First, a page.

Why BeReal poses security risks at work
This story was first reported on, and published by, Digiday sibling WorkLife
Close the tabs on your computer first.
That’s the advice that workforce experts have given to employees who are using BeReal, a new photo-sharing social media app that prompts its users to snap a pic at randomly chosen times of day, then share it with a network of friends. However, if that notification appears while a person is in front of their work computer, it could lead to a serious privacy breach for a company, security experts have warned.
That’s because the app simultaneously captures their surroundings on the front and back camera. A quick scroll through the BeReal app is enough to see that during the work week, it’s not unusual to see images of people’s computer screens with their email inbox on display or an assignment that person is currently working on, in the background.
Part of BeReal’s appeal and its differentiation from other social media platforms is the spontaneity and lack of planning for what is shared. But that presents its own challenges, namely, if a person isn’t being mindful of what sensitive company details their camera may pick up, it could leave employers vulnerable to fraudsters.
“Any place where people can share content, people are going to make mistakes or they’re going to make not-great decisions sometimes,” said Josh Yavor, chief information security officer at email security platform Tessian. “There will be folks who are there to take advantage of that, and for what purpose – that really depends.”
Some users are already savvy to this potential privacy breach. ”I make sure nothing crazy is up, and if it is I will switch the tab,” an BeReal user, who agreed to speak with WorkLife on condition of anonymity. They added that they hadn’t received guidance from their employer but figured it was the responsible thing to do.
Employers will have to hope that the majority of their employees who use the app, are as mindful. “There has to be some element in any social media policy that you have responsible, smart people who have common sense who are employed at your company,” said Mae Karwowski, CEO of influencer marketing agency Obviously. “You have two minutes to capture that BeReal, you can minimize that window.”
It wouldn’t be the first time hackers have taken advantage of the rise of remote working and any technology weak spots that have surfaced as a direct result. Earlier this year, security experts warned that hackers were infiltrating Zoom and Microsoft Teams meetings to eavesdrop on commercially sensitive information and scam employees. And while there haven’t been any reports of individuals using BeReal to learn company information, it may only be a matter of time.
Yavor believes it is inevitable that individuals will take advantage of users if they find a weak spot – on any platform, not just BeReal. He said a good rule of thumb is to ask yourself whether you would be content to have people looking over your shoulder to see what you’re working on, in an airplane or hotel lobby, for instance. Would whatever is on your screen cause risk or harm to the company or its customers?, he added.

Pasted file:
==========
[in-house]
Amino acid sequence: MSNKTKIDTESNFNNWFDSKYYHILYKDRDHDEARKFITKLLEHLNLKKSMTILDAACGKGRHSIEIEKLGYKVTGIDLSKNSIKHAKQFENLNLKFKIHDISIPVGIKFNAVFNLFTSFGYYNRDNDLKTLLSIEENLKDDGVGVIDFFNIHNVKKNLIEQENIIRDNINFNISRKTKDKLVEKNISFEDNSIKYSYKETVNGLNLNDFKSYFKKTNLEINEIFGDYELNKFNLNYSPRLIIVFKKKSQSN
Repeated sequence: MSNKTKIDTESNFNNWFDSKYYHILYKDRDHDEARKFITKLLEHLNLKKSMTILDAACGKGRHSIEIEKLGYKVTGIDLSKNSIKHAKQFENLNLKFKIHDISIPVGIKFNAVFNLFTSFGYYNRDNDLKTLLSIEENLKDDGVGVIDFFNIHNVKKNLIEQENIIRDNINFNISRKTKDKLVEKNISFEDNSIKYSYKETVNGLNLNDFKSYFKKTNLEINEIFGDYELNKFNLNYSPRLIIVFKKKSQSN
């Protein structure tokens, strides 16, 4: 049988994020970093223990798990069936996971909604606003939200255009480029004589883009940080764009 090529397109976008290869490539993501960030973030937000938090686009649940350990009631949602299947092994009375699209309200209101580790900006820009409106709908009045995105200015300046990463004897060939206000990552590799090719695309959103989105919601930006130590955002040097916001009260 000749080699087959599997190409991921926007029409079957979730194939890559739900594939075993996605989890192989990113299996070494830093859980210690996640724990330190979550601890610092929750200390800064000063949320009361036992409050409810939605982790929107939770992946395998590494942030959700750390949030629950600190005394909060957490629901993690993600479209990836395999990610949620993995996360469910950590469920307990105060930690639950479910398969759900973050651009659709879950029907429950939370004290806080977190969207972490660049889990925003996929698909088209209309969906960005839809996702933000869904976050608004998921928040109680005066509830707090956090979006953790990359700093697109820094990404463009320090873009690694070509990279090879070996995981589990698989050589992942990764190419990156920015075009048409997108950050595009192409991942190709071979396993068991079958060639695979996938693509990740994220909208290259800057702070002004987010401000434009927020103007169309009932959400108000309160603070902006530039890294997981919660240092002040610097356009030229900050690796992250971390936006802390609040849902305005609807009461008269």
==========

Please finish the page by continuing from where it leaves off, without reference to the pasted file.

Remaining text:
“The good news is that many, if not most, consumers have a decent understanding of what it means to use social media,” said Yavor. “With many things in security, the fundamentals are what matter the most and they are continuously true across all platforms of social media.”
Personal responsibility is one thing. However, there are things that companies can do to help, including updating their social media policies and educating their staff on them. When a new app like BeReal rolls around, that’s an especially good time to remind your staff about social media and a company’s protocols.
Plus, October is Cybersecurity Awareness month, making it even more timely to go over policies with staff.
“To create the most effective guidance and expectations, organizations need to communicate their requirements and needs as businesses, but also listen to their workforces and make sure it’s clear and the policies are understandable,” Yavor added. Once that guidance is outlined, it should be shared and paired with a session to go over it in depth.
BeReal users who are taking pics when they’re in the office, need to be doubly vigilant because their pics may capture others in the office – who may not be comfortable with it. Yavor stressed that individuals must be mindful of that, and ask themselves questions like: “How can I be real using this platform, while also being a good friend, a good colleague, a good coworker in respecting boundaries that may exist and building good habits and taking the appropriate action.”
Karwowski said when she got the BeReal notification to take a pic during a work meeting, she simply asked if everyone was okay with her taking a picture. “I think that disclosure is really important,” said Karwowski. “It’s courteous and an important part of working at a company.”
At the end of the day, now is the perfect time for a company to revisit the basics. That means updating social media policies, putting one in place if you don’t already have one, ensuring users are protecting their account with multi-factor authentication, educating against phishing, and more.
“Any time something like this happens where there’s a new, distinct way of producing social media content, it’s always a good time to come back to the fundamentals,” added Yavor.
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